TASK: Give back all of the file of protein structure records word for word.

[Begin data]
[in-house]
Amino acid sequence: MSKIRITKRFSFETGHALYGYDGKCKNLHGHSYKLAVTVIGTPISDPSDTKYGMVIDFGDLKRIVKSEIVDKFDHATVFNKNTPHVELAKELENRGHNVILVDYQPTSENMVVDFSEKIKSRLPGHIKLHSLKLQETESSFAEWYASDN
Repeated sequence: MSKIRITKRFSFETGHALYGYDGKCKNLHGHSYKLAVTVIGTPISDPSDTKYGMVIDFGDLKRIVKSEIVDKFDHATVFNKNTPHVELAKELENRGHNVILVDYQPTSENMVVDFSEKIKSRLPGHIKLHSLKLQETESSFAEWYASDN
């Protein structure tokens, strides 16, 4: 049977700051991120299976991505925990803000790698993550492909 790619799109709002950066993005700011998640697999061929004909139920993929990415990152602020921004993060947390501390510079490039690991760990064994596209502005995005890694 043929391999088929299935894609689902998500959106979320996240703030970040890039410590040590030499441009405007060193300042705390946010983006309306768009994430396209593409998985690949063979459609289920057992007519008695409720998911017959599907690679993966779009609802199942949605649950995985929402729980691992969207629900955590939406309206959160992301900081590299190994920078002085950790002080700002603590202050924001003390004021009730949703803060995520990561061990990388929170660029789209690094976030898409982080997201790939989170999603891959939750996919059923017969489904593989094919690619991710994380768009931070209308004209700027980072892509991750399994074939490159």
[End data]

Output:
[in-house]
Amino acid sequence: MSKIRITKRFSFETGHALYGYDGKCKNLHGHSYKLAVTVIGTPISDPSDTKYGMVIDFGDLKRIVKSEIVDKFDHATVFNKNTPHVELAKELENRGHNVILVDYQPTSENMVVDFSEKIKSRLPGHIKLHSLKLQETESSFAEWYASDN
Repeated sequence: MSKIRITKRFSFETGHALYGYDGKCKNLHGHSYKLAVTVIGTPISDPSDTKYGMVIDFGDLKRIVKSEIVDKFDHATVFNKNTPHVELAKELENRGHNVILVDYQPTSENMVVDFSEKIKSRLPGHIKLHSLKLQETESSFAEWYASDN
């Protein structure tokens, strides 16, 4: 049977700051991120299976991505925990803000790698993550492909 790619799109709002950066993005700011998640697999061929004909139920993929990415990152602020921004993060947390501390510079490039690991760990064994596209502005995005890694 043929391999088929299935894609689902998500959106979320996240703030970040890039410590040590030499441009405007060193300042705390946010983006309306768009994430396209593409998985690949063979459609289920057992007519008695409720998911017959599907690679993966779009609802199942949605649950995985929402729980691992969207629900955590939406309206959160992301900081590299190994920078002085950790002080700002603590202050924001003390004021009730949703803060995520990561061990990388929170660029789209690094976030898409982080997201790939989170999603891959939750996919059923017969489904593989094919690619991710994380768009931070209308004209700027980072892509991750399994074939490159």